The easiest way to answer the question of who should be invited to the national title game is to tell whom, unequivocally, should not.
That would be the team that got waxed by four touchdowns on Saturday, couldn't win its conference and fooled us all into believing it was invincible by crushing a bunch of sorry teams from Texas.
Oklahoma? Terrific season but forget it. Not after the 35-7 beatdown Kansas State laid on you, one that could have been worse if Bill Snyder had wanted to run up the score.
You can't lose that ugly, you can't play that poorly and you can't look like the No. 3 team (at best) in the final game then make any kind of legitimate claim on the Sugar Bowl. I don't care how you played in October.
Fortunately for the Sooners, there isn't anything legitimate about the farcical way college football tries to crown its champion. Some powerful conference commissioners dreamed up the Bowl Championship Series in an effort to consolidate power and hoard money.
Fairness, the players and the fans be damned.
If the BCS gurus should be believed – and they are not often wrong – we will be treated to a championship game featuring a humiliated Oklahoma team and LSU.
Meanwhile, the team that will likely be ranked No. 1 in both national polls, USC, will wind up out of the money in the Rose Bowl.
It is enough to make you believe in the inherent fairness of boxing, figure skating and Iraqi elections.
The only good news that could arise from an Oklahoma-LSU Sugar Bowl would be if the Trojans won the Rose. Then the Associated Press probably would reward them with a share of the national title.
It's not like the Trojans (11-1) wouldn't deserve it. USC's only loss came in overtime at Insight Bowl-bound California in September. The Trojans have beaten everyone else by 17 points or more. They wrapped up an outright Pacific-10 Conference title by, as Barry Switzer would say, hanging half a hundred (plus two) on Oregon State.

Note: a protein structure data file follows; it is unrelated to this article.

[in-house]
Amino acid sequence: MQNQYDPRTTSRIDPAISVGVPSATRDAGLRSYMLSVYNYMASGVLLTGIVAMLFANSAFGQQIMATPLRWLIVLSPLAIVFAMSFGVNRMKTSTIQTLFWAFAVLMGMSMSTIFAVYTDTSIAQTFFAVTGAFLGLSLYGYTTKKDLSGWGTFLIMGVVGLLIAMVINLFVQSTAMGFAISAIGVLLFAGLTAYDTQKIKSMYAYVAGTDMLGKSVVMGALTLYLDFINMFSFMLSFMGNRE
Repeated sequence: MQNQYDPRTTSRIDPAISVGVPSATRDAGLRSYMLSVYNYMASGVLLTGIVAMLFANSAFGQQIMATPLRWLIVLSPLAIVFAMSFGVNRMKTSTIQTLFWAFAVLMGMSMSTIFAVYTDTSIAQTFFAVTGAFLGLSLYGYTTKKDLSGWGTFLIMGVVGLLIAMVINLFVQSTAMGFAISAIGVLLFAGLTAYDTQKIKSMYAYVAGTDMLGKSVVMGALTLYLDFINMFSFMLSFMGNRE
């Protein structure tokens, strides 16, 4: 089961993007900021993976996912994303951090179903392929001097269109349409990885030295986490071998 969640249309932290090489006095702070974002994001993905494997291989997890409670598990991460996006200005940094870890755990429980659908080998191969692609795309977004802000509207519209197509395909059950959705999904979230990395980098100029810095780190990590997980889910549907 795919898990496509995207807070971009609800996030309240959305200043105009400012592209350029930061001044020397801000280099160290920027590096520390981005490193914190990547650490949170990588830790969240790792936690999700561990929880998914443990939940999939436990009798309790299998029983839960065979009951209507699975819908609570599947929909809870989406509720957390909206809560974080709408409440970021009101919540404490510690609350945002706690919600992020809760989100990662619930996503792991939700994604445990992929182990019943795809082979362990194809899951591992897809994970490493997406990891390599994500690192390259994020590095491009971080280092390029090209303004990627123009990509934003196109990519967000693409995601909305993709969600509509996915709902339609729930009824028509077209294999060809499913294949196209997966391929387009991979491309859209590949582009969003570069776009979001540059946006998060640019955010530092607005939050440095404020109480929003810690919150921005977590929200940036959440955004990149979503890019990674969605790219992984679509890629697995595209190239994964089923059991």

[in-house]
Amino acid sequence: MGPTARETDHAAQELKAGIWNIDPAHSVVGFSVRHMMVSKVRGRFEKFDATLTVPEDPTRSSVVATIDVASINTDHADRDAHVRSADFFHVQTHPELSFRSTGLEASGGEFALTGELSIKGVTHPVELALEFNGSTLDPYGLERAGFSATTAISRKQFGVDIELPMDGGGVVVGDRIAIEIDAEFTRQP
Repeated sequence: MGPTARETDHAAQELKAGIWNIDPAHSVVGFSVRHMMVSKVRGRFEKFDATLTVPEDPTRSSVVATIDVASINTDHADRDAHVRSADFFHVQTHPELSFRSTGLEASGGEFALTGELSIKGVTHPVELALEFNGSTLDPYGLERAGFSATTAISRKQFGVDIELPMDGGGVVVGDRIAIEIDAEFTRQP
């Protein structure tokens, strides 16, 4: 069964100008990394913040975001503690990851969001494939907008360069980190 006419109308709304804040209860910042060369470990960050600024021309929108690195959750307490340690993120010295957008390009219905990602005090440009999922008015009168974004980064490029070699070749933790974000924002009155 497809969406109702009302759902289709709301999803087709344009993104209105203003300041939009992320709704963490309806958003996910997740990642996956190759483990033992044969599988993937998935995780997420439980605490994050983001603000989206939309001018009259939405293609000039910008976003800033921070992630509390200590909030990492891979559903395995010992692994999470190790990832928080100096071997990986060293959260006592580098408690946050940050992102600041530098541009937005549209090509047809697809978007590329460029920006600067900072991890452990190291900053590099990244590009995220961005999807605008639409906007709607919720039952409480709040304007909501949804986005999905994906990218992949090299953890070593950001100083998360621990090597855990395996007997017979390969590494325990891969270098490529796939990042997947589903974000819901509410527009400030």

"We did all that we could," USC coach Pete Carroll said.
If it were up to common sense (not the C or S in BCS), the Trojans would face 12-1 LSU, which beat No. 5 Georgia (again) 31-14 on Saturday to win the SEC. The Tigers have the best defense in the nation, allowing just 10.9 points a game. Only a 17-9 loss to Florida tarnishes LSU's record.
"We've taken care of the business we could take care of," LSU coach Nick Saban said.
LSU probably will get its shot due to computer programs somehow making the Tigers No. 2, keeping 12-1 OU No. 1 and putting USC No. 3. This is the B.S. of the BCS, though. It is not designed to make sense, just money. Complain if you want, but the only football executives joining the protest will be from the Pac-10. Nothing is likely to change.
Besides, the public has been sold this bill of goods before and come back for more.
Only two years ago the BCS told us a Big 12 team that lost its final game by 26 points, didn't win its conference and looked like a good candidate for the Poulan Weedeater Bowl should make the title game instead of a high-powered Pac-10 team.
In 2001 Nebraska got in, Oregon got screwed, Miami got a title-game cupcake and America got bored.
Well, nothing has changed. Oklahoma, which had a nice season but right now looks good only to a computer, probably will be headed to Bourbon Street. LSU will probably join the Sooners.
And USC, unchallenged for two months, probably will be frozen out.
Until this bogus system is replaced by a playoff (which is only good enough for every other division of college football), this great sport remains a joke.
With the punch line, of course, on the players and fans who deserve better.